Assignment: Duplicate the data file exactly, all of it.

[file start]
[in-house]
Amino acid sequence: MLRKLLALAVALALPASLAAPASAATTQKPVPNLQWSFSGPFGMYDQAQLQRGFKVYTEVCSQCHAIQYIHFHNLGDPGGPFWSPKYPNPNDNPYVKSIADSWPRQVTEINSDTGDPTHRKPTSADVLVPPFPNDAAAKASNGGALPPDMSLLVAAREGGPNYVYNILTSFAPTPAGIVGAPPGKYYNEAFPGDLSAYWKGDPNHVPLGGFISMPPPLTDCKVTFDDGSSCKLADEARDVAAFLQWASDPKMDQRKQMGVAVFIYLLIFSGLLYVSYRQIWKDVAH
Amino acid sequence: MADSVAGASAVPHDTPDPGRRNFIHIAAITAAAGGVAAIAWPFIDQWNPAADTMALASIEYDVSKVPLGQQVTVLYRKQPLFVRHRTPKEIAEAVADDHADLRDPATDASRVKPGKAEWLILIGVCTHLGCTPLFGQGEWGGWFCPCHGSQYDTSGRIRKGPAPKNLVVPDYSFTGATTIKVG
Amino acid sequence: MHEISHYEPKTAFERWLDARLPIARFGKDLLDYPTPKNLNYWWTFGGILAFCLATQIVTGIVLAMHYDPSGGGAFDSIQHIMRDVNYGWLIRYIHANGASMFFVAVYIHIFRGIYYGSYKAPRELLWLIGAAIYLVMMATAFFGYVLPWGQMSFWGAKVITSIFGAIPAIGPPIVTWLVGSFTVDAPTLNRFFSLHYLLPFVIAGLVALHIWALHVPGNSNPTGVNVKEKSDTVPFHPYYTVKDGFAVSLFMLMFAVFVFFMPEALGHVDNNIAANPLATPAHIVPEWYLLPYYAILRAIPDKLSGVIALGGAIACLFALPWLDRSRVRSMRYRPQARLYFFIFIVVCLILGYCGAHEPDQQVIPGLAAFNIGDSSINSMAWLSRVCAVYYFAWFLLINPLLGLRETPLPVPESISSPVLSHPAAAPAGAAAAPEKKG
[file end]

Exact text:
[in-house]
Amino acid sequence: MLRKLLALAVALALPASLAAPASAATTQKPVPNLQWSFSGPFGMYDQAQLQRGFKVYTEVCSQCHAIQYIHFHNLGDPGGPFWSPKYPNPNDNPYVKSIADSWPRQVTEINSDTGDPTHRKPTSADVLVPPFPNDAAAKASNGGALPPDMSLLVAAREGGPNYVYNILTSFAPTPAGIVGAPPGKYYNEAFPGDLSAYWKGDPNHVPLGGFISMPPPLTDCKVTFDDGSSCKLADEARDVAAFLQWASDPKMDQRKQMGVAVFIYLLIFSGLLYVSYRQIWKDVAH
Amino acid sequence: MADSVAGASAVPHDTPDPGRRNFIHIAAITAAAGGVAAIAWPFIDQWNPAADTMALASIEYDVSKVPLGQQVTVLYRKQPLFVRHRTPKEIAEAVADDHADLRDPATDASRVKPGKAEWLILIGVCTHLGCTPLFGQGEWGGWFCPCHGSQYDTSGRIRKGPAPKNLVVPDYSFTGATTIKVG
Amino acid sequence: MHEISHYEPKTAFERWLDARLPIARFGKDLLDYPTPKNLNYWWTFGGILAFCLATQIVTGIVLAMHYDPSGGGAFDSIQHIMRDVNYGWLIRYIHANGASMFFVAVYIHIFRGIYYGSYKAPRELLWLIGAAIYLVMMATAFFGYVLPWGQMSFWGAKVITSIFGAIPAIGPPIVTWLVGSFTVDAPTLNRFFSLHYLLPFVIAGLVALHIWALHVPGNSNPTGVNVKEKSDTVPFHPYYTVKDGFAVSLFMLMFAVFVFFMPEALGHVDNNIAANPLATPAHIVPEWYLLPYYAILRAIPDKLSGVIALGGAIACLFALPWLDRSRVRSMRYRPQARLYFFIFIVVCLILGYCGAHEPDQQVIPGLAAFNIGDSSINSMAWLSRVCAVYYFAWFLLINPLLGLRETPLPVPESISSPVLSHPAAAPAGAAAAPEKKG